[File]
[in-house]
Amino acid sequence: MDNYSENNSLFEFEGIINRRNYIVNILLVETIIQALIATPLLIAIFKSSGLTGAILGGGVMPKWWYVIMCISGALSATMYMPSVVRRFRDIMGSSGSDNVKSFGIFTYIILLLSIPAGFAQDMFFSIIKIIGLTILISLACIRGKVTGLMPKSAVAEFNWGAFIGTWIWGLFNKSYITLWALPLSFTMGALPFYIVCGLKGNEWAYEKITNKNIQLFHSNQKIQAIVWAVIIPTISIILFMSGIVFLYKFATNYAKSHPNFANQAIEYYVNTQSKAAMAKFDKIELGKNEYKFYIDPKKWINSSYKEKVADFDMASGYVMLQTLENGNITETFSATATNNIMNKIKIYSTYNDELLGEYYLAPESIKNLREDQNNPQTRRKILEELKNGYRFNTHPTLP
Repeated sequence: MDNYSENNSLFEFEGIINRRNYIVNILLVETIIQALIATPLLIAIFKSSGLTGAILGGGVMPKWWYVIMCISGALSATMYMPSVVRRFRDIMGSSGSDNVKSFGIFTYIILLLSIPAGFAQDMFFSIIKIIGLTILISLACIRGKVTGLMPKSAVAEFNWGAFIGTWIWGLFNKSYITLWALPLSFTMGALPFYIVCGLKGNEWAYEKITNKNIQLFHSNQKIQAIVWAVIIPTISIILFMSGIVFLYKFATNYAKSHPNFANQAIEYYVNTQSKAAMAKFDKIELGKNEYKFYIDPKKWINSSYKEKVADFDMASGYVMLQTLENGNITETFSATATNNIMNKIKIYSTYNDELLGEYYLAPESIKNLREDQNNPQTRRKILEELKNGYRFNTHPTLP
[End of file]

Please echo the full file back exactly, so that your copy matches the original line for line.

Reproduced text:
[in-house]
Amino acid sequence: MDNYSENNSLFEFEGIINRRNYIVNILLVETIIQALIATPLLIAIFKSSGLTGAILGGGVMPKWWYVIMCISGALSATMYMPSVVRRFRDIMGSSGSDNVKSFGIFTYIILLLSIPAGFAQDMFFSIIKIIGLTILISLACIRGKVTGLMPKSAVAEFNWGAFIGTWIWGLFNKSYITLWALPLSFTMGALPFYIVCGLKGNEWAYEKITNKNIQLFHSNQKIQAIVWAVIIPTISIILFMSGIVFLYKFATNYAKSHPNFANQAIEYYVNTQSKAAMAKFDKIELGKNEYKFYIDPKKWINSSYKEKVADFDMASGYVMLQTLENGNITETFSATATNNIMNKIKIYSTYNDELLGEYYLAPESIKNLREDQNNPQTRRKILEELKNGYRFNTHPTLP
Repeated sequence: MDNYSENNSLFEFEGIINRRNYIVNILLVETIIQALIATPLLIAIFKSSGLTGAILGGGVMPKWWYVIMCISGALSATMYMPSVVRRFRDIMGSSGSDNVKSFGIFTYIILLLSIPAGFAQDMFFSIIKIIGLTILISLACIRGKVTGLMPKSAVAEFNWGAFIGTWIWGLFNKSYITLWALPLSFTMGALPFYIVCGLKGNEWAYEKITNKNIQLFHSNQKIQAIVWAVIIPTISIILFMSGIVFLYKFATNYAKSHPNFANQAIEYYVNTQSKAAMAKFDKIELGKNEYKFYIDPKKWINSSYKEKVADFDMASGYVMLQTLENGNITETFSATATNNIMNKIKIYSTYNDELLGEYYLAPESIKNLREDQNNPQTRRKILEELKNGYRFNTHPTLP